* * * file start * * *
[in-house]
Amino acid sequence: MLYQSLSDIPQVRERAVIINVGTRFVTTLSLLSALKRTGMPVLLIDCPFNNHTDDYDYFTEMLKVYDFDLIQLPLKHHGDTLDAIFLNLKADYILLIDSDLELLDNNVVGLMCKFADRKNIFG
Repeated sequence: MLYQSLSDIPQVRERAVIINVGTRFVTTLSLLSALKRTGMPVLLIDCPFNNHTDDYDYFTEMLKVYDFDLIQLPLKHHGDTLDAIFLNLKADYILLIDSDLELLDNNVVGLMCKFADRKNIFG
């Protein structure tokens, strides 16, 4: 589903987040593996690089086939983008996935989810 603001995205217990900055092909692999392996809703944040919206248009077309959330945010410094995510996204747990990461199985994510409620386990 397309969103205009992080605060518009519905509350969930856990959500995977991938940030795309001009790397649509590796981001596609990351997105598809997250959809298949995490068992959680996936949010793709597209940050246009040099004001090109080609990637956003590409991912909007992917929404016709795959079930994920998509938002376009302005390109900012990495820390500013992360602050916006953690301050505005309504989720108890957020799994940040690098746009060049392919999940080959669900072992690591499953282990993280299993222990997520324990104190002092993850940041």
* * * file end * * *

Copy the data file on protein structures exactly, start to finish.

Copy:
[in-house]
Amino acid sequence: MLYQSLSDIPQVRERAVIINVGTRFVTTLSLLSALKRTGMPVLLIDCPFNNHTDDYDYFTEMLKVYDFDLIQLPLKHHGDTLDAIFLNLKADYILLIDSDLELLDNNVVGLMCKFADRKNIFG
Repeated sequence: MLYQSLSDIPQVRERAVIINVGTRFVTTLSLLSALKRTGMPVLLIDCPFNNHTDDYDYFTEMLKVYDFDLIQLPLKHHGDTLDAIFLNLKADYILLIDSDLELLDNNVVGLMCKFADRKNIFG
């Protein structure tokens, strides 16, 4: 589903987040593996690089086939983008996935989810 603001995205217990900055092909692999392996809703944040919206248009077309959330945010410094995510996204747990990461199985994510409620386990 397309969103205009992080605060518009519905509350969930856990959500995977991938940030795309001009790397649509590796981001596609990351997105598809997250959809298949995490068992959680996936949010793709597209940050246009040099004001090109080609990637956003590409991912909007992917929404016709795959079930994920998509938002376009302005390109900012990495820390500013992360602050916006953690301050505005309504989720108890957020799994940040690098746009060049392919999940080959669900072992690591499953282990993280299993222990997520324990104190002092993850940041």